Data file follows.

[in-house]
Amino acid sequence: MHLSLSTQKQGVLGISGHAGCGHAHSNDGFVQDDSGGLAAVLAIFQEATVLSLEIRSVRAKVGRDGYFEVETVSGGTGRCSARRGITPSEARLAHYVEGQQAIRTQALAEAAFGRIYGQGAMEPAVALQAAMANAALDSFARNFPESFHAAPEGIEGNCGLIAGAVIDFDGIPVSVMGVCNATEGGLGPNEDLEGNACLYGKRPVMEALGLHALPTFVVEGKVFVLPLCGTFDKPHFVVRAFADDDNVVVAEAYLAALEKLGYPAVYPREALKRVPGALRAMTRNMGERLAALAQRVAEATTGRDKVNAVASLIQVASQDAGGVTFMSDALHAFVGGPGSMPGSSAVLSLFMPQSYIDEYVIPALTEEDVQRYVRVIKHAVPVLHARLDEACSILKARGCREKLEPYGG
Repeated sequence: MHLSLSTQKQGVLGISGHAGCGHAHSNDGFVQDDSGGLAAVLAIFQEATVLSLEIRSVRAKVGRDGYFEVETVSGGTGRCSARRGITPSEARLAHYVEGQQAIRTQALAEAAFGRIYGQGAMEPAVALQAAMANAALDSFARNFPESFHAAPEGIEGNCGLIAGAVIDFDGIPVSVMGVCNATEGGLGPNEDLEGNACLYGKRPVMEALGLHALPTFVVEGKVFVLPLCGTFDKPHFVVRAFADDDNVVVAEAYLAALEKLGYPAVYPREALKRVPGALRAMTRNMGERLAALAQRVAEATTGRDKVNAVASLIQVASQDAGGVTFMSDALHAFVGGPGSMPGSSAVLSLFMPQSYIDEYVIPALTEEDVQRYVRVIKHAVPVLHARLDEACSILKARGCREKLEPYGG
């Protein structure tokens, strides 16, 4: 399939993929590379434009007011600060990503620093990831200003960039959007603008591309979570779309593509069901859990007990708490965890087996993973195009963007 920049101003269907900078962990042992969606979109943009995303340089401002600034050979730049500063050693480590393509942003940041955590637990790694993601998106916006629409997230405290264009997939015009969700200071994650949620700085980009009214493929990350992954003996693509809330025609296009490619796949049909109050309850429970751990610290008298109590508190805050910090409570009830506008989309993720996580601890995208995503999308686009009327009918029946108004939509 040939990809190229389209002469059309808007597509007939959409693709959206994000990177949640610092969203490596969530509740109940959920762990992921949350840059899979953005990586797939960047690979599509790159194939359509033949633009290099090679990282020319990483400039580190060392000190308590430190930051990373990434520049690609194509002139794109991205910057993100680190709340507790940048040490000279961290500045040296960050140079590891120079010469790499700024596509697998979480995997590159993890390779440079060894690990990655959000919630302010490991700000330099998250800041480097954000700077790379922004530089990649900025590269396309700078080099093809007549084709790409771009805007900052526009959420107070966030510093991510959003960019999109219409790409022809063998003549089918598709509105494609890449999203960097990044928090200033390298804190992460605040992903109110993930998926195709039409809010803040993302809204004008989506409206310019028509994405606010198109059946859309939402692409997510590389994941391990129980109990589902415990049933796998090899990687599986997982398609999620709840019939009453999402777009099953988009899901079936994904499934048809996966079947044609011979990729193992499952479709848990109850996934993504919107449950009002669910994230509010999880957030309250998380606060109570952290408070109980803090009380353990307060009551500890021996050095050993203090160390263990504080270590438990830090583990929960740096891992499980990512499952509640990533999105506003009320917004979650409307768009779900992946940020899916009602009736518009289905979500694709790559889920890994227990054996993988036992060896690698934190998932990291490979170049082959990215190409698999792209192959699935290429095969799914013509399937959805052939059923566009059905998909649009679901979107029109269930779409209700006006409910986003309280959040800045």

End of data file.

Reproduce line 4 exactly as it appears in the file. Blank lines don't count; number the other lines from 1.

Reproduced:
């Protein structure tokens, strides 16, 4: 399939993929590379434009007011600060990503620093990831200003960039959007603008591309979570779309593509069901859990007990708490965890087996993973195009963007 920049101003269907900078962990042992969606979109943009995303340089401002600034050979730049500063050693480590393509942003940041955590637990790694993601998106916006629409997230405290264009997939015009969700200071994650949620700085980009009214493929990350992954003996693509809330025609296009490619796949049909109050309850429970751990610290008298109590508190805050910090409570009830506008989309993720996580601890995208995503999308686009009327009918029946108004939509 040939990809190229389209002469059309808007597509007939959409693709959206994000990177949640610092969203490596969530509740109940959920762990992921949350840059899979953005990586797939960047690979599509790159194939359509033949633009290099090679990282020319990483400039580190060392000190308590430190930051990373990434520049690609194509002139794109991205910057993100680190709340507790940048040490000279961290500045040296960050140079590891120079010469790499700024596509697998979480995997590159993890390779440079060894690990990655959000919630302010490991700000330099998250800041480097954000700077790379922004530089990649900025590269396309700078080099093809007549084709790409771009805007900052526009959420107070966030510093991510959003960019999109219409790409022809063998003549089918598709509105494609890449999203960097990044928090200033390298804190992460605040992903109110993930998926195709039409809010803040993302809204004008989506409206310019028509994405606010198109059946859309939402692409997510590389994941391990129980109990589902415990049933796998090899990687599986997982398609999620709840019939009453999402777009099953988009899901079936994904499934048809996966079947044609011979990729193992499952479709848990109850996934993504919107449950009002669910994230509010999880957030309250998380606060109570952290408070109980803090009380353990307060009551500890021996050095050993203090160390263990504080270590438990830090583990929960740096891992499980990512499952509640990533999105506003009320917004979650409307768009779900992946940020899916009602009736518009289905979500694709790559889920890994227990054996993988036992060896690698934190998932990291490979170049082959990215190409698999792209192959699935290429095969799914013509399937959805052939059923566009059905998909649009679901979107029109269930779409209700006006409910986003309280959040800045």